Each monastery followed its own set of rules, but monastic scriptoriums followed an order of particular care. To limit irreparable loss of valuable manuscripts to fire, candlelight was entirely forbidden, requiring monks to work only in daylight totaling about six hours each day (Diringer, 1986). Also, the scriptorium required absolute silence, and did not allow entry to any non-scribe in an effort to prevent interruption of distraction in the few hours for which they have to work. As a result, a system of gesture communication was introduced as a means for monks to request the necessary book without speaking. If the scribe wanted to consult a book, “he extended his hands and made a movement as if turning over pages”, followed by gestures that would reflect the content of the text in question (Diringer, 1986, p. 32). In a monastic scriptorium, the various stages involved in the making of a manuscript required an elaborate distribution of labor, organized by the head of the scriptorium.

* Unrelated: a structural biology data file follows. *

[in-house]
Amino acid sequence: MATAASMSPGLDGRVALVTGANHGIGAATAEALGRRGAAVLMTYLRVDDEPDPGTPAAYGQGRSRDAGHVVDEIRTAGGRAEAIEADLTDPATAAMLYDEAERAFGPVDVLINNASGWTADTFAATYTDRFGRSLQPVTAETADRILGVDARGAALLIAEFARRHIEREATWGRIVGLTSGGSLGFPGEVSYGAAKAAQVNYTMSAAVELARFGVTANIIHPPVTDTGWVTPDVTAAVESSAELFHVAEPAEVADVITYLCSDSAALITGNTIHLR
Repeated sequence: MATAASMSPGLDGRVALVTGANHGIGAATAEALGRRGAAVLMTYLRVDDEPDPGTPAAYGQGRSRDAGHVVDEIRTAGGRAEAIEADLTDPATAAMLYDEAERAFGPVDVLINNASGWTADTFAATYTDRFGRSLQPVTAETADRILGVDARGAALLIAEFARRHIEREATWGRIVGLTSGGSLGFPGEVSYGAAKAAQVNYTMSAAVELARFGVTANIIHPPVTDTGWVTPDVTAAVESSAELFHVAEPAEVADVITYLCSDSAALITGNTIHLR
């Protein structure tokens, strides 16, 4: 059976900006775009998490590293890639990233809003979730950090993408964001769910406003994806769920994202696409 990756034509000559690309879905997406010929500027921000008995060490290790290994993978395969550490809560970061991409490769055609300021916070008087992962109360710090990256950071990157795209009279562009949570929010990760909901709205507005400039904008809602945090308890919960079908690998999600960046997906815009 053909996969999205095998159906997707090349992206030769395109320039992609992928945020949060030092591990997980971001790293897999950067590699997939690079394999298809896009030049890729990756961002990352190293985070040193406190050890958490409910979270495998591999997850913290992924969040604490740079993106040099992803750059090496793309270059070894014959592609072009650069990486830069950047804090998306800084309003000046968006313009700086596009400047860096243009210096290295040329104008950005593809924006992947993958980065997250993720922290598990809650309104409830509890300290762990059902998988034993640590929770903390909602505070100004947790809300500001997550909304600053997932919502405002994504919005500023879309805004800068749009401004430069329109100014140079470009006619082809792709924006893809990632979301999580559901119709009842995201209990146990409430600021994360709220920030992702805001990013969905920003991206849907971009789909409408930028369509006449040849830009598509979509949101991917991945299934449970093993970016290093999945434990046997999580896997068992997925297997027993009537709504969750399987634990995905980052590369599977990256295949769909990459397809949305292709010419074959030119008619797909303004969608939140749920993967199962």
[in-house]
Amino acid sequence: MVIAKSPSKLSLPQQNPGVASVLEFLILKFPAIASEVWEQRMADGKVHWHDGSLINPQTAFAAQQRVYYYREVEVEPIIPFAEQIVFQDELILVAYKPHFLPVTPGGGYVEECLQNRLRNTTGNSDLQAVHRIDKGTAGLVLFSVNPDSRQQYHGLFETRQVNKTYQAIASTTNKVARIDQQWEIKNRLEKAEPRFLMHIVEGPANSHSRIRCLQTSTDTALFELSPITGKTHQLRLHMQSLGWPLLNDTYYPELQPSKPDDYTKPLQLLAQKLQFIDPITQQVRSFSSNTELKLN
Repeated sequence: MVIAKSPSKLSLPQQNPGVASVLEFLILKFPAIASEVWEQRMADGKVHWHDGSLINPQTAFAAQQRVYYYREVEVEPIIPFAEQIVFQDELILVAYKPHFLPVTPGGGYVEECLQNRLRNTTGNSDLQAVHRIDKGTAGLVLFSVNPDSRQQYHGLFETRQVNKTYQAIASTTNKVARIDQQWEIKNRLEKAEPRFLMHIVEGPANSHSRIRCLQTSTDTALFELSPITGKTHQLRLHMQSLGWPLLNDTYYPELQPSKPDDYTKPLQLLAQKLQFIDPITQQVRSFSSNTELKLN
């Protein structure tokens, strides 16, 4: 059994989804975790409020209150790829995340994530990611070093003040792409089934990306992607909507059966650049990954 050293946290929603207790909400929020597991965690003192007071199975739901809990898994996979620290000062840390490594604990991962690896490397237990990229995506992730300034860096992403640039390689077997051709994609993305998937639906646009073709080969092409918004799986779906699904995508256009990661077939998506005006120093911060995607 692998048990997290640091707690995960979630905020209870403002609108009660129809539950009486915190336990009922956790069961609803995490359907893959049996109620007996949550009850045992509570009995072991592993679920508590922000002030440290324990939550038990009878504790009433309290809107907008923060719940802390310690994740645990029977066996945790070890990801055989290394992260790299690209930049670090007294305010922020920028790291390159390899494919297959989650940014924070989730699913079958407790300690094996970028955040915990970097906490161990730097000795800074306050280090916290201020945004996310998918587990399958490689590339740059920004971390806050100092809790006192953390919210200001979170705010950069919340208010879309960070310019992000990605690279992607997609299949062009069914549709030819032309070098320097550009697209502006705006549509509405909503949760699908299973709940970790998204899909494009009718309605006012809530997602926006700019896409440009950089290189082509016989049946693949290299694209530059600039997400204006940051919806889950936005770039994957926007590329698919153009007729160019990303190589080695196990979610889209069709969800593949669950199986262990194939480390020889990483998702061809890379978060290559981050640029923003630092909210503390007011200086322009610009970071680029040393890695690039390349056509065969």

The scriptorium was managed by an armarius, the ultimately responsible for the general management of the scriptorium. He provided desks, parchment, awls, inks, pens, and other supplies. The armarius then assigned tasks to be performed by scribes and rubricators, who added titles, capital letters, decorative elements, and the like (Rouse, 1989). Great consideration was taken into the selection of materials provided for monastic scribes, one of which being a desk with a sloped top. Throughout medieval art, “numerous representations show the scribe sitting before the desk, holding the knife in his left hand to erase or to hold down the sheet, while he writes with the pen in his right hand, often with the index and middle finger on the pen and the other fingers under it, without supporting his wrist on the desk” (Bruckner, 2003, p. 519). The various stages in the copying and making of a manuscript could be carried out successively by one scribe, as they are expected to know every detail of the process in making a manuscript. More often, though, several monks were engaged in the process simultaneously.